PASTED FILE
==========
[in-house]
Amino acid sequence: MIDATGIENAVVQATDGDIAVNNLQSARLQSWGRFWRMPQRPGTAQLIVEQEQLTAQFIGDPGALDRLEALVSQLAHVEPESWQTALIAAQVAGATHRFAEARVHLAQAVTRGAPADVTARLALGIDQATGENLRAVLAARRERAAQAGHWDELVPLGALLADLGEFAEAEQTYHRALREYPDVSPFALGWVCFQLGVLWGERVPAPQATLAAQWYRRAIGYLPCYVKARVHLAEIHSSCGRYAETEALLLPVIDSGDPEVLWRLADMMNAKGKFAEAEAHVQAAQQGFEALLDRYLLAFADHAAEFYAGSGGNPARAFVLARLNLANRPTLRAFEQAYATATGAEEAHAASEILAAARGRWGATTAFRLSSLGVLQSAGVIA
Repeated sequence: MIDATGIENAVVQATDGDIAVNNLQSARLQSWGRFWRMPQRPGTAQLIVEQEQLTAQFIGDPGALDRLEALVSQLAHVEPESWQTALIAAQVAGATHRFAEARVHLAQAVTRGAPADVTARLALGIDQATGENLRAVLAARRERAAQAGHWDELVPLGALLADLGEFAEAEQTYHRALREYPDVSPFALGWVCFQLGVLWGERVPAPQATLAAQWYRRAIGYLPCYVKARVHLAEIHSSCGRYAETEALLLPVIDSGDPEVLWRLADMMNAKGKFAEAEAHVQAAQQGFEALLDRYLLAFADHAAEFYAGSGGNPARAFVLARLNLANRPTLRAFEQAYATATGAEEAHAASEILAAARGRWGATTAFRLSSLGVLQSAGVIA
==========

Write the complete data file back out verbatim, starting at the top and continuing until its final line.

[in-house]
Amino acid sequence: MIDATGIENAVVQATDGDIAVNNLQSARLQSWGRFWRMPQRPGTAQLIVEQEQLTAQFIGDPGALDRLEALVSQLAHVEPESWQTALIAAQVAGATHRFAEARVHLAQAVTRGAPADVTARLALGIDQATGENLRAVLAARRERAAQAGHWDELVPLGALLADLGEFAEAEQTYHRALREYPDVSPFALGWVCFQLGVLWGERVPAPQATLAAQWYRRAIGYLPCYVKARVHLAEIHSSCGRYAETEALLLPVIDSGDPEVLWRLADMMNAKGKFAEAEAHVQAAQQGFEALLDRYLLAFADHAAEFYAGSGGNPARAFVLARLNLANRPTLRAFEQAYATATGAEEAHAASEILAAARGRWGATTAFRLSSLGVLQSAGVIA
Repeated sequence: MIDATGIENAVVQATDGDIAVNNLQSARLQSWGRFWRMPQRPGTAQLIVEQEQLTAQFIGDPGALDRLEALVSQLAHVEPESWQTALIAAQVAGATHRFAEARVHLAQAVTRGAPADVTARLALGIDQATGENLRAVLAARRERAAQAGHWDELVPLGALLADLGEFAEAEQTYHRALREYPDVSPFALGWVCFQLGVLWGERVPAPQATLAAQWYRRAIGYLPCYVKARVHLAEIHSSCGRYAETEALLLPVIDSGDPEVLWRLADMMNAKGKFAEAEAHVQAAQQGFEALLDRYLLAFADHAAEFYAGSGGNPARAFVLARLNLANRPTLRAFEQAYATATGAEEAHAASEILAAARGRWGATTAFRLSSLGVLQSAGVIA